Thermal fatigue

Chapter 7 will help the analyst understand how thermal residual stresses are formed.
The basic principle to recall is that the metal that cools last will have tensile residual stresses; also, for thermal residual stress to occur, it is necessary to have both heat and restraint. If, for example, a sharp edge of a part is repetitively heated and cooled while the restraining bulk of the part remains relatively cool, the sharp edge will expand when heated and contract when cooled. That is, the sharp edge will develop compressive forces and yield compressively when hot because of the lower strength and lower modulus of elasticity at the elevated temperature. When the edge is cooled, tensile residual stresses will form; if this action is repeated many times, thermal fatigue cracks will develop and will tend to grow each time the metal is cooled from the elevated temperature, for it is at that time that the tensile residual stress is again applied. When the metal is hot, the cracks will tend to close, although this will probably be resisted by an accumulation of oxide scale or other products of combustion from the high-temperature atmosphere. In fact, these products in the crack can act as a wedge and increase the compressive yielding when hot, so that the tensile residual stress that forms on cooling is increased.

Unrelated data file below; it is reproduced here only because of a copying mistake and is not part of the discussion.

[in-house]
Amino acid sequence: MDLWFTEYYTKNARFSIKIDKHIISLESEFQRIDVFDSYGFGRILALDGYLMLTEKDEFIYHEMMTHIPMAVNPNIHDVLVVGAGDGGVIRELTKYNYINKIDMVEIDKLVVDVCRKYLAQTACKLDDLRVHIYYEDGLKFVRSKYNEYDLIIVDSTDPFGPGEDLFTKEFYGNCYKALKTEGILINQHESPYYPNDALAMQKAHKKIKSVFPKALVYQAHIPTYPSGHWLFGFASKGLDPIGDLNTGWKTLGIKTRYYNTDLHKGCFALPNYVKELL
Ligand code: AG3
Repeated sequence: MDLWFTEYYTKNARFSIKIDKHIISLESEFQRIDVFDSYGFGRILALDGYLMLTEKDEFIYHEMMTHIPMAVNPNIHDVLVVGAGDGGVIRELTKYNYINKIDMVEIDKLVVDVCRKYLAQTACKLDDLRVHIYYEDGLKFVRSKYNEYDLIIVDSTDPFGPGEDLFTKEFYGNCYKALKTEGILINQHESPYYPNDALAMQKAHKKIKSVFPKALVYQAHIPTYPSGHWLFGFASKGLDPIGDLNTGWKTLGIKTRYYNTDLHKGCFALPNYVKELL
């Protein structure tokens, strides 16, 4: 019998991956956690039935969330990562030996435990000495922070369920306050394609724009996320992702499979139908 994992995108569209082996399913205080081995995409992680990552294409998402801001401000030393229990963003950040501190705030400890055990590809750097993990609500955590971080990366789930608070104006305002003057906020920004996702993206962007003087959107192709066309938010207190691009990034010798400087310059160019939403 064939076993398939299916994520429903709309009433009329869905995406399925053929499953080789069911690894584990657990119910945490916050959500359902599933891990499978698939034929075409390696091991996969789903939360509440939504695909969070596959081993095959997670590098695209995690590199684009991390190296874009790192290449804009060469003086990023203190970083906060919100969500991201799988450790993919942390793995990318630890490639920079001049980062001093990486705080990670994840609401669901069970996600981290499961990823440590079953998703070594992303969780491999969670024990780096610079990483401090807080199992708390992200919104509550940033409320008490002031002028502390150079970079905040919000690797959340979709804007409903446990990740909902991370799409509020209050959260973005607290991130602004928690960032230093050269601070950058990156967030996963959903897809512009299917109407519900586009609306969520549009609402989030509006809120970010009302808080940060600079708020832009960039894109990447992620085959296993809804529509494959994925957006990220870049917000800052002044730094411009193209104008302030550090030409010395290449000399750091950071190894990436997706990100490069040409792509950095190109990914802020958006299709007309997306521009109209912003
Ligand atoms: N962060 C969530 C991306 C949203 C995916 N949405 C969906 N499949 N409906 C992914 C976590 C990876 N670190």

Since both heat and restraint are necessary for thermal residual stresses to occur and repetitive thermal cycling is necessary for thermal fatigue, the methods to prevent such fracture should become obvious. If restraint is internal within the part, as described above with the sharp edge, it may be possible to reduce the restraint by permitting the part to expand more uniformly when it is heated, instead of having just the sharp edge expand. If this is not practical, it may be possible to blunt the sharp edge by changing the shape, so that this action is not concentrated on a thin section. Or it may be possible to reduce the thermal gradient within the part by permitting more of the metal to be heated, or to design curves into the part so that expansion and contraction forces simply change the shape of the part instead of developing potentially destructive tensile residual stresses. This is the reason that expansion loops are designed into high-temperature piping, such as steam lines. It is also the reason that expansion joints are necessary in bridge and road design.
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